The Glendive Dinosaur and Fossil Museum underscores that Montana is also fertile ground for evangelical Christians who reject paleontologists' work. Even public schools in Montana have taken classes to the Glendive museum, with educators reasoning that it has the best dinosaur exhibits outside of Bozeman's Museum of the Rockies. During our field trip to the M, one hiker had complained that the Bozeman museum is "really evolutionary" in its presentation of fossils. "It makes me sad," someone else said. "I want to take my grandchildren there, but—" Before she could finish, a third person encourages her to take her grandkids to the creation museum instead. "The one in Glendive is fabulous," Oard affirms.
- photo by Amy Donovan
Creationists have long been the vanguard of the parallel reality—encapsulated by presidential adviser Kellyanne Conway's "alternative facts" neologism—that American politics has only recently embraced. To enter a creationism museum is to enter one of those brain-teasing games where you're asked to find the difference between two almost-identical images, only the images are dinosaur exhibits and the difference is that one has a human in the background. The creationist idea isn't that science is the devil's work, but that scientists interpret the physical world incorrectly because they're biased by their "secular worldview." Creationists aren't anti-science. They're just offering alternative science.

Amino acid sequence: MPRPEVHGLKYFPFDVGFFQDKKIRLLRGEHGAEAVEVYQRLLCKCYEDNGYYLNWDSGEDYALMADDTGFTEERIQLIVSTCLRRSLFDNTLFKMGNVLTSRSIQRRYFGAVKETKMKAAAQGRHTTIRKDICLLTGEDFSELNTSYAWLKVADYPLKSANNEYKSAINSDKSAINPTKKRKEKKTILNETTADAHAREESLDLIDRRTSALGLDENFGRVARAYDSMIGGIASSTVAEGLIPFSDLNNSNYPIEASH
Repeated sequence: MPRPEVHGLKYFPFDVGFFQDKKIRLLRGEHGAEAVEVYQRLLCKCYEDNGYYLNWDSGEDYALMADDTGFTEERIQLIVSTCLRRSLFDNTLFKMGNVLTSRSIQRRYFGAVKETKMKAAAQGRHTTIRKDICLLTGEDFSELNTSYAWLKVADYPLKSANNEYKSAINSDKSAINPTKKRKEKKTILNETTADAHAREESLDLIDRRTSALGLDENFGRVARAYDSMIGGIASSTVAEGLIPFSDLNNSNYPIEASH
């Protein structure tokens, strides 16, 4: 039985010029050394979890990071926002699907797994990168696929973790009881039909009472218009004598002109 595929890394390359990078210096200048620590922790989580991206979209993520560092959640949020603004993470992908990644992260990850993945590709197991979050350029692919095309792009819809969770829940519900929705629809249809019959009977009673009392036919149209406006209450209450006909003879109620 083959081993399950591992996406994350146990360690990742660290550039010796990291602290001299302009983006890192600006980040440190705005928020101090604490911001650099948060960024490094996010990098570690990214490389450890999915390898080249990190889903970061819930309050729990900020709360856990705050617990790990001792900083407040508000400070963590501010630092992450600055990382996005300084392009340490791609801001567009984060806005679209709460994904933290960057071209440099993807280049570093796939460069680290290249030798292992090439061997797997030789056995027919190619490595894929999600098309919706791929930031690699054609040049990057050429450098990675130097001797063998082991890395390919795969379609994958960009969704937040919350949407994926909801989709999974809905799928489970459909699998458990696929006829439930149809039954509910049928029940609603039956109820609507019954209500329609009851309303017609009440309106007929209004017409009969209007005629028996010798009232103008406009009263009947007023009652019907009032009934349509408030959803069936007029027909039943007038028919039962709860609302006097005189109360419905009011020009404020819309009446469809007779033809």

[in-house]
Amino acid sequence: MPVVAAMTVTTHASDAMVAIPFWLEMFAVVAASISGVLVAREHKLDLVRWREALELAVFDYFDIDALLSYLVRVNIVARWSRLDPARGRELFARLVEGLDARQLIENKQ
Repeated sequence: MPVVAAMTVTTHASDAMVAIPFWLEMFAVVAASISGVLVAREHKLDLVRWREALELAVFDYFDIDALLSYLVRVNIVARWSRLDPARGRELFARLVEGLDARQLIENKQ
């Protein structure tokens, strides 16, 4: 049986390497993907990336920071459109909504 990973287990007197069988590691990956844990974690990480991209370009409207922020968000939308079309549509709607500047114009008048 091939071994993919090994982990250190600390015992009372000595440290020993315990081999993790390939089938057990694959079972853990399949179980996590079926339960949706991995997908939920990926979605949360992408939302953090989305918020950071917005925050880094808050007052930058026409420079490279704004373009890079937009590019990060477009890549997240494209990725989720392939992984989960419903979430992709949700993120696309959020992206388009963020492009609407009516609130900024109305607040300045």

"This lake was here not that long ago," Oard said, looking across the Missoula Valley. And he's right, sort of. The valley was full of water at the end of the last ice age, around 15,000 years ago. It filled and emptied repeatedly, thanks to ice dams along the Clark Fork that were 2,000 feet tall. As the dams broke, cataclysmic floods ripped across the northwest, shaping the landscape we see today. For years, though, scientists were resistant to the idea that Lake Missoula produced massive floods. Oard points to the dispute as proof of scientific geology's bias against anything that sounds biblical.
Oard has a master's degree in atmospheric science and worked for the National Weather Service before shifting his attention to creation research full time. In 2007, he co-founded the Montana Origins Research Effort, or MORE, a group of creation scientists who study fields such as "flood geology" and publish their findings in creationist technical journals. MORE also hosts seminars in Bozeman every two years to educate Bible believers. "We're hammered by the culture, we're challenged by the museum, the university," Oard says. "There's a lot of emotion involved. They relate us to the Flat Earth Society." The group staged one conference on the MSU campus, but Oard says it "got kind of ugly" when a geology professor "riled up everybody" and disrupted the proceedings.